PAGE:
Imagine a swanky party in a turn-of-the-century hotel suite; resplendent with thick, frilled draperies, dark wood cabinetry, an ornately-carved four-poster bed, and a fireplace in the corner. Imagine a penthouse with a view of a downtown urban area, hardwood floors, plush, leather seating, and decorative molding on the wall. The setting is chic, the partygoers are laughing gaily, and libations are flowing. What, do you suppose, the people are drinking in such a classy locale? Champagne? Cocktails? Decades-old Scotch? No, if you were among the lucky few to receive tickets for Former Future Brewing Company’s tasting event in the Presidential Suite at LoDo’s Oxford Hotel, the drink of choice was beer.
The result of the collaborative efforts of James and Sarah Howat, Former Future is a Denver-based brewery that’s currently searching for a location (presently, they brew at Our Mutual Friend Malt & Brew). In the meantime they’ve turned to us, the beer geeks, to help steer their business in the right direction. Hence, this past Saturday’s tasting event was a chance for the Howats to collect valuable feedback on their beers. This isn’t a one-time data collection, though; in fact, customer feedback will always be a major component of Former Future’s business operations.
Besides seeking input from beer drinkers, Former Future also defines itself as a brewery that reimagines classic beer styles. They put modern twists on age-old favorites thus creating completely unique concoctions. The four beers available at the event were: The Harvester saison, The Red Coat English IPA, The Magistrate chocolate stout, and The Mariner salted porter.
The Harvester was brewed with rye and wild yeast captured from an apple tree in the Howats’ Baker neighborhood. The beer’s aroma is fruity (most notably, and unsurprisingly, apple) and bubblegum-like while the flavor is refreshingly citrusy, crisp, and dry.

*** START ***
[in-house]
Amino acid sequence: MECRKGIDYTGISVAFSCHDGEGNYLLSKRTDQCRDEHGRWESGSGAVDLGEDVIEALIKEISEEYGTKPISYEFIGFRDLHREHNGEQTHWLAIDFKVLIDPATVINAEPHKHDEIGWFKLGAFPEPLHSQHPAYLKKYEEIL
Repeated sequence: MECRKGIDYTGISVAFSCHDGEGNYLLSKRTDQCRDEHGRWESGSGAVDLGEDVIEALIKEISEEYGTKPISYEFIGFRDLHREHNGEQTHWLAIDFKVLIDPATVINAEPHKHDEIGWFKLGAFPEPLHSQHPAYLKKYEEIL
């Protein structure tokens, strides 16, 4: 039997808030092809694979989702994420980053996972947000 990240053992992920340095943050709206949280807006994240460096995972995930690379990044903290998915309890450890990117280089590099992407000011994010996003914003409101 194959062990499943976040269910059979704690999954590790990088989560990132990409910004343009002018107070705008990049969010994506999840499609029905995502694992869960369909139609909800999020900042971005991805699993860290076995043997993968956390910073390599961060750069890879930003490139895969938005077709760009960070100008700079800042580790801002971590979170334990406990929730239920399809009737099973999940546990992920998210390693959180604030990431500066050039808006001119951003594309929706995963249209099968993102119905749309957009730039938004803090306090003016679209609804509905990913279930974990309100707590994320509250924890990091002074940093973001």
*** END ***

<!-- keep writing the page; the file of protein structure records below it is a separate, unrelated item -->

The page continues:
Nowadays, “IPA” is synonymous with “hop-bomb” but that wasn’t always the case. When it was first conceived by the British, the IPA was earthier, less bitter. It was American brewers that pushed it over the edge with monstrous amounts of hops. The Red Coat, with its piney nose, subdued hoppiness, and lightly toasted aftertaste, harkens back to those early days of IPA.
While it is classified as a chocolate stout, there is no actual chocolate in The Magistrate. It is from the malts that this beer derives its chocolate aroma and taste. The Magistrate is very low in roasted bitterness and high on creamy sweetness.
The Mariner is a salted porter. Yes, it’s a porter—with salt. This was, by far, the most unusual beer at the event and, from what I overheard from conversations around the room, the beer with the most detractors. Personally, I hope Former Future keeps this beer around because I enjoy salty foods—pretzels, saltines, prosciutto…etc.—but I do think that a different beer style would showcase the salinity better than a porter. Maybe something slightly lighter such as a brown ale.
While sipping our samples, my girlfriend and I floated about the room, snacked on some cookies from The Cookie Brewer, and talked to other beer geeks and bloggers like Dave from Fermentedly Challenged, representatives from the Denver branch of Girls Pint Out, some homebrewers from Boulder, and Sarah Howat who owed me a T-shirt because I helped name the brewery’s mascot: Professor Phineas Barleyhop (I contributed the “Phineas” part).
I have been to the grand, open chaos of Great American Beer Festival, I have experienced the wild wonders of Rails & Ales Brewfest, but there’s something about the intimate elegance of Former Future’s tasting event that will stick in my memory for a very long time.
If you weren’t among the fortunate few to attend, you can still enjoy Former Future beer at the upcoming South Denver Beer Festival. Also, keep an eye on their Facebook page to keep tabs on their progress in finding a location.